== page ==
I have never engaged in pottery other than enjoying the finished work. My fellow Lunar Society Executive Member, John Rainford, who is on the call this evening, tells me that he worked his first ever job at the Wedgwood factory so learnt about potteries first hand.
I would imagine, that much like being on a potter’s wheel, Josiah Wedgwood and his fellow contemporaries, of the original Lunar men, amongst them those who I have already named and also in addition, Erasmus Darwin, Richard Edgeworth, Thomas Day, Thomas Bicknell and Joseph Priestley to name a few, who would meet in Birmingham at Soho House in the 18th century, on a full moon much like tonight; would turn on the potters wheel of their minds the ideas of the Enlightenment that gave rise to principles upon which we strive to stand today: liberty, equality, constitutional and accountable government and free enterprise. They revolutionised society as thinkers, scientists, artisans, artists and merchants…with Josiah being a thinker, a scientist, an artisan, an artist and a merchant all rolled into one. As one of the founding fathers of the industrial revolution, he created a new artistic industrialism that democratised not only division of labours, scientific experimentation and commerce but also democratised society, extending to the abolition of slavery.
Fast forward to The Lunar Society of 2021. The modern-day Lunar Society was reformed in the 1980s by a group of leading individuals in the City of Birmingham, including the late Dame Rachel Waterhouse, the late Sir Adrian Cadbury alongside Hon Alderman John Charlton and Harold Blumenthal (both leading Councillors, Labour and Conservative respectively) which is a great foundational testimony to the apolitical nature of the Lunar Society.
It was formed at a time when there was great cultural, social and political upheaval, including the then deathly epidemic of hiv/aids, the miners’ strikes, and massive unemployment with the multiplier effect of crime and deprivation. The Lunar Society was created to provide a forum for its members to influence change though focused and informed debate, linking social, economic, scientific and cultural thinking, and catalysing action on issues critical to the common good. It attracted then and continues to attract leading practitioners from all walks of life in Birmingham, the wider region and indeed, the world (as has been borne out this last year, through the use of technology via Zoom) such that we engage in debates and discourse with individuals all over the world. Indeed, through the hard work of long time Lunar Society member and heritage lead for the Society, Dr Peter Mayer and Dr Peter Borg-Bartolo, Vice-Chair we recently held an evening with the renowned historian and investigative journalist Anton Chaitkin, from his home in America. In that Zoom call we explored amongst other things, the fascinating relationship that the original Lunar men, including Josiah Wedgwood, had with Benjamin Franklin and their impact and influence on the American Revolution.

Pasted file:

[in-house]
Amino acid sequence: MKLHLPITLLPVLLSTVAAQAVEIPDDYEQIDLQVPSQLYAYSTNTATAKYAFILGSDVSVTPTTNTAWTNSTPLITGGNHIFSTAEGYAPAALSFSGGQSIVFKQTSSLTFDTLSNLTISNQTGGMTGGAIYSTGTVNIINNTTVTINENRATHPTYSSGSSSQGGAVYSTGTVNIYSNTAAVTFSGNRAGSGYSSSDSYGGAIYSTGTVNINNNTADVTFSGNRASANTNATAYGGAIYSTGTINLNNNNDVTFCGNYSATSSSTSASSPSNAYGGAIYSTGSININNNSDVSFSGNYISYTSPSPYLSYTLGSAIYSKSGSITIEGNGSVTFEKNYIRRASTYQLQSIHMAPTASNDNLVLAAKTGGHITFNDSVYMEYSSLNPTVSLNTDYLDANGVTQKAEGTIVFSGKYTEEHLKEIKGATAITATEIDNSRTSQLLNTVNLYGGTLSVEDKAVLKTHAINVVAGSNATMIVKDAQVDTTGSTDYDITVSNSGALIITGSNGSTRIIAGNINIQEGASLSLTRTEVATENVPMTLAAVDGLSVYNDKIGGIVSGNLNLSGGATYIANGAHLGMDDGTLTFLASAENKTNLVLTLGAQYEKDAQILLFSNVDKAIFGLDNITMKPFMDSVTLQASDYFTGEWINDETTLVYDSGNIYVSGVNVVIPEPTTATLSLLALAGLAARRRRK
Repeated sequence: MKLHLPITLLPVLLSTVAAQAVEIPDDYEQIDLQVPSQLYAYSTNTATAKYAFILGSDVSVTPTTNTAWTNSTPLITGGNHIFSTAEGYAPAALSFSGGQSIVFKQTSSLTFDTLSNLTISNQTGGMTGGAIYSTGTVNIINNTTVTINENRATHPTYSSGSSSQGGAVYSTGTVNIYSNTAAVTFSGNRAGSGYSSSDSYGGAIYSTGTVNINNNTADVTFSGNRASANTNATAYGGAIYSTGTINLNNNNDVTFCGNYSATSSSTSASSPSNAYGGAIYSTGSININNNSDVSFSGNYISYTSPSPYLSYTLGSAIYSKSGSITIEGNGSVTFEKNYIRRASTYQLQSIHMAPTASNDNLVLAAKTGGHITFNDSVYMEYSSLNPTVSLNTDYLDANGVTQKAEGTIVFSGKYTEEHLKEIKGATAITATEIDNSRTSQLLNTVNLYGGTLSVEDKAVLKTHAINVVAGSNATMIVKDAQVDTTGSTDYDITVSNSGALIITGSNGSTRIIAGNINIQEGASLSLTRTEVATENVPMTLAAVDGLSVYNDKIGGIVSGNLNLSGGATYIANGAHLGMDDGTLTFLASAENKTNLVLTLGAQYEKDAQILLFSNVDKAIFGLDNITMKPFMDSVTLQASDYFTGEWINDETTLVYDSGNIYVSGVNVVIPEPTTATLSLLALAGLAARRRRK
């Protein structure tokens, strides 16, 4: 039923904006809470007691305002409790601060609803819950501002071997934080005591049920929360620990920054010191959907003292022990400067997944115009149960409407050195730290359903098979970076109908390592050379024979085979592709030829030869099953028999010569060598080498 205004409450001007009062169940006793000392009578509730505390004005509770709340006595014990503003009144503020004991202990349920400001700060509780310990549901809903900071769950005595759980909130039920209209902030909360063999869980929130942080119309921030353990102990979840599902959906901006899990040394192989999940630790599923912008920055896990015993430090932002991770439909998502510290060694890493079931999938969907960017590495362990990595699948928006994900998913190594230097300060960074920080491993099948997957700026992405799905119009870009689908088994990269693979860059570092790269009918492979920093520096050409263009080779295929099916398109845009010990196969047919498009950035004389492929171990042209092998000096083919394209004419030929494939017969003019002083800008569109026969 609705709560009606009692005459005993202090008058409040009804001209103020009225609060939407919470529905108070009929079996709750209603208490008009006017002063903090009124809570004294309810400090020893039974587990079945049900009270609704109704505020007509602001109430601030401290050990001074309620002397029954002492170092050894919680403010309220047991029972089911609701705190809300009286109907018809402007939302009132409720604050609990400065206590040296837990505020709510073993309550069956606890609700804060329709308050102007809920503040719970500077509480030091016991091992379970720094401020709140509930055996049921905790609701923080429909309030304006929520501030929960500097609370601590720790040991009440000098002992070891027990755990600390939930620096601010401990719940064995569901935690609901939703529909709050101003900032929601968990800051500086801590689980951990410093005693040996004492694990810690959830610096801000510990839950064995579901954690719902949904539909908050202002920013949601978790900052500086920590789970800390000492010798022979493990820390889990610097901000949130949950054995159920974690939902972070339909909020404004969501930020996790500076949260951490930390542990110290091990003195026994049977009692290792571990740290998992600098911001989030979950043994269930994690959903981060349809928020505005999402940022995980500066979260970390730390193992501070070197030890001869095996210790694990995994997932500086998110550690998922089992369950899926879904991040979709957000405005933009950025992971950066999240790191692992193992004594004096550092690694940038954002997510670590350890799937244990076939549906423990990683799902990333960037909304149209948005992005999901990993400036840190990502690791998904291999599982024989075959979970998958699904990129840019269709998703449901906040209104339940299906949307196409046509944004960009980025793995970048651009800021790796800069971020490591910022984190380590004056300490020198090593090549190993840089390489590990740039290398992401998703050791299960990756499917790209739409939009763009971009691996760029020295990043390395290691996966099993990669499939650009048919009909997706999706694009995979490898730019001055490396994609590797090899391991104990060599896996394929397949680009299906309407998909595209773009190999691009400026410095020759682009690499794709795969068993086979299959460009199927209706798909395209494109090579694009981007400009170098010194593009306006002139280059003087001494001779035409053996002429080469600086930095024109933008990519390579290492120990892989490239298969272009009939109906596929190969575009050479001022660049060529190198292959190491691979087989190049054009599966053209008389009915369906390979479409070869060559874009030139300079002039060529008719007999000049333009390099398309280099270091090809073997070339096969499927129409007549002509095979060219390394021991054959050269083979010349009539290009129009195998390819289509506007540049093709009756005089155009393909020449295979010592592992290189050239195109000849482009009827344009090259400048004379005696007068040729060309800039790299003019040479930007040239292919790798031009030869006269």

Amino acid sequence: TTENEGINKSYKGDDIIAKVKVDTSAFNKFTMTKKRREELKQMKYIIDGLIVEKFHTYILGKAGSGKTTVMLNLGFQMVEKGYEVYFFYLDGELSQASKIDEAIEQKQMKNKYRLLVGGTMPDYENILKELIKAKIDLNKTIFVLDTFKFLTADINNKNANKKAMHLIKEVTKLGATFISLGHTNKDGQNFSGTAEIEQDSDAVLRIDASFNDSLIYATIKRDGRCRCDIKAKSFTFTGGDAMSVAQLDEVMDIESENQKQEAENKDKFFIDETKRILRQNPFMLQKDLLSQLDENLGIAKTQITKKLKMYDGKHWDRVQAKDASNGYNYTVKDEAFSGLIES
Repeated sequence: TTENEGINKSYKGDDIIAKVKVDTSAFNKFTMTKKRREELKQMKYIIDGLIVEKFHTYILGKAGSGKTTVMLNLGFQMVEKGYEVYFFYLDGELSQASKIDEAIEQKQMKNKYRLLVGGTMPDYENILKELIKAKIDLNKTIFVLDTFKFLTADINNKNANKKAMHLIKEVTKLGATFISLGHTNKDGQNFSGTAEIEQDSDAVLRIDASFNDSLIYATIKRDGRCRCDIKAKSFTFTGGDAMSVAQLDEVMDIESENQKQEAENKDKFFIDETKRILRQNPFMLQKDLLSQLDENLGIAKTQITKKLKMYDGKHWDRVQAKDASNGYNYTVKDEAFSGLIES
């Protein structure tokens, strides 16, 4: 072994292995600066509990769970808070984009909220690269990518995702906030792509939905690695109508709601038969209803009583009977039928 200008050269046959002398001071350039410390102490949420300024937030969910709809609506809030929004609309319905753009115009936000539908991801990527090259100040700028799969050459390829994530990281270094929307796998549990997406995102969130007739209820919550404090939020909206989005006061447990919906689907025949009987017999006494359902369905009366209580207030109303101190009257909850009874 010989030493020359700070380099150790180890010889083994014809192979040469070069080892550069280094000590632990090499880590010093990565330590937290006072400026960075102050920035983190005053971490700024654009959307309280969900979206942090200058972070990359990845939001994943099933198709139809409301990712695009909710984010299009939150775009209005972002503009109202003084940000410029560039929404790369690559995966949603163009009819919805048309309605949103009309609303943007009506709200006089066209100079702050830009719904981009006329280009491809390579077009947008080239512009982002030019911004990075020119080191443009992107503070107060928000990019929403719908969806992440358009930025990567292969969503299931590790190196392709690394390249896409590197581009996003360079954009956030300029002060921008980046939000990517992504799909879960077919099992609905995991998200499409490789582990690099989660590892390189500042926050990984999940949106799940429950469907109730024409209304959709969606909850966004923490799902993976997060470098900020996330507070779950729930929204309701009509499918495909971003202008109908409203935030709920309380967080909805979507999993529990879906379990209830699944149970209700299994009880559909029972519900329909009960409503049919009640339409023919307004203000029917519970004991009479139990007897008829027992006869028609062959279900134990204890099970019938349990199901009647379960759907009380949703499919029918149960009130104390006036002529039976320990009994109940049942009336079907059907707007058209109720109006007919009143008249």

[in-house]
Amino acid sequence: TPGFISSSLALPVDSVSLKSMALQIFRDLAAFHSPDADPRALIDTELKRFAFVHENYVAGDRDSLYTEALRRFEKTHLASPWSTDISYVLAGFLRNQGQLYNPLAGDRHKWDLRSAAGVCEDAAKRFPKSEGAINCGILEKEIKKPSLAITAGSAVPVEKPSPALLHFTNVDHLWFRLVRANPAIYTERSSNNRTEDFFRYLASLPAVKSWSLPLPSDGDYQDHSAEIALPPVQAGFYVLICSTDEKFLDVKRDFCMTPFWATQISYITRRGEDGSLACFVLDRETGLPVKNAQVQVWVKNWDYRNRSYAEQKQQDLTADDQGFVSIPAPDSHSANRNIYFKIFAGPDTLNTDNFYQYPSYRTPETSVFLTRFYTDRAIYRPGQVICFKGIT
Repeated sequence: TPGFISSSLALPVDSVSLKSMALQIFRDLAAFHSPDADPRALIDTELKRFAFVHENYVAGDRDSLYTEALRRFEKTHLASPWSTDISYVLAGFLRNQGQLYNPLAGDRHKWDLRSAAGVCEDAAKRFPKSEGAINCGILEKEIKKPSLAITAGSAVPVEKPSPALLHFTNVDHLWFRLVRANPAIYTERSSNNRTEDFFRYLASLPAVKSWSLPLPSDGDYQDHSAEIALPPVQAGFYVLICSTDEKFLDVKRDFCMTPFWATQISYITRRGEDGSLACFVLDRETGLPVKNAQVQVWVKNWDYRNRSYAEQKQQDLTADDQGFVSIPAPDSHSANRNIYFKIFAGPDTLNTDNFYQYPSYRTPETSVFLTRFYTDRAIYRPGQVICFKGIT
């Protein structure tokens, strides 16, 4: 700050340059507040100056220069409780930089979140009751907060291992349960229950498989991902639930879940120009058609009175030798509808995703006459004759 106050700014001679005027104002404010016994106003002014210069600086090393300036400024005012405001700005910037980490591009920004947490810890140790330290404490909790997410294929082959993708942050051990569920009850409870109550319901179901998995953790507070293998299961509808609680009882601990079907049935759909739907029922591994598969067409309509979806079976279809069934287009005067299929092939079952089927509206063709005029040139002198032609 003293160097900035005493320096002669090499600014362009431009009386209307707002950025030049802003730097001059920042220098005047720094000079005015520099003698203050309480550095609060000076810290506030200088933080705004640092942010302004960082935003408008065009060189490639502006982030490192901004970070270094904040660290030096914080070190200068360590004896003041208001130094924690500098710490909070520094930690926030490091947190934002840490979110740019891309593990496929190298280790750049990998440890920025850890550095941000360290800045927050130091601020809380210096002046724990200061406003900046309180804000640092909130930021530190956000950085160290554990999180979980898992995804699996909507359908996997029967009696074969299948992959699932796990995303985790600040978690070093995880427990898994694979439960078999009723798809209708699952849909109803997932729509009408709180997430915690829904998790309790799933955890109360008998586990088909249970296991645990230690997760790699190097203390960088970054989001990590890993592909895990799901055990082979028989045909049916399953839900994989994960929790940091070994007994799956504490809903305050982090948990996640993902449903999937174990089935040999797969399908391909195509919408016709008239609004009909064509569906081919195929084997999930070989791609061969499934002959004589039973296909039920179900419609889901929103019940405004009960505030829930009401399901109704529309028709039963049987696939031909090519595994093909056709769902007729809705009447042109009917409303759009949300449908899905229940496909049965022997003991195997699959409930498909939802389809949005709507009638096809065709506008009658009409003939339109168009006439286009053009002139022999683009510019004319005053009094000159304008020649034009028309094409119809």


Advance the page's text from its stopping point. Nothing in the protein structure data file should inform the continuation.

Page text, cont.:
The modern-day Lunar Society, in the tradition of enlightenment, continues to be that apolitical forum for discourse that inspires new generations of thinkers and innovators providing that space for us to learn from our history whilst forging our future, working actively with other like-minded organisations to provide a dynamic programme of activities which stimulate ideas, broaden debate and catalyse action.